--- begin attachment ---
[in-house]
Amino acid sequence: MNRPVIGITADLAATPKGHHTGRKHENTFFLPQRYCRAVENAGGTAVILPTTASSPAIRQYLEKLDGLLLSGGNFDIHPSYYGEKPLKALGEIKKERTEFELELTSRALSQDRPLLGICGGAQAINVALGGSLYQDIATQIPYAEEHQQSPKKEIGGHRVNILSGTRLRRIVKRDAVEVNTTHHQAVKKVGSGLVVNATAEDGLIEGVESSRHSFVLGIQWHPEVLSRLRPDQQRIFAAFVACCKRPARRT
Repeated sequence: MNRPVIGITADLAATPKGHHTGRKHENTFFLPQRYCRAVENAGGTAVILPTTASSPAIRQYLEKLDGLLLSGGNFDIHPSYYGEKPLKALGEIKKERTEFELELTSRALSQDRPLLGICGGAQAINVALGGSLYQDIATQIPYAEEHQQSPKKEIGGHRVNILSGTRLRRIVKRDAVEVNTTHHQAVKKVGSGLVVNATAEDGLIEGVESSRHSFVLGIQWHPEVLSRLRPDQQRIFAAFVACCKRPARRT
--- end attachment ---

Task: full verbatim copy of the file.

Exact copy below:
[in-house]
Amino acid sequence: MNRPVIGITADLAATPKGHHTGRKHENTFFLPQRYCRAVENAGGTAVILPTTASSPAIRQYLEKLDGLLLSGGNFDIHPSYYGEKPLKALGEIKKERTEFELELTSRALSQDRPLLGICGGAQAINVALGGSLYQDIATQIPYAEEHQQSPKKEIGGHRVNILSGTRLRRIVKRDAVEVNTTHHQAVKKVGSGLVVNATAEDGLIEGVESSRHSFVLGIQWHPEVLSRLRPDQQRIFAAFVACCKRPARRT
Repeated sequence: MNRPVIGITADLAATPKGHHTGRKHENTFFLPQRYCRAVENAGGTAVILPTTASSPAIRQYLEKLDGLLLSGGNFDIHPSYYGEKPLKALGEIKKERTEFELELTSRALSQDRPLLGICGGAQAINVALGGSLYQDIATQIPYAEEHQQSPKKEIGGHRVNILSGTRLRRIVKRDAVEVNTTHHQAVKKVGSGLVVNATAEDGLIEGVESSRHSFVLGIQWHPEVLSRLRPDQQRIFAAFVACCKRPARRT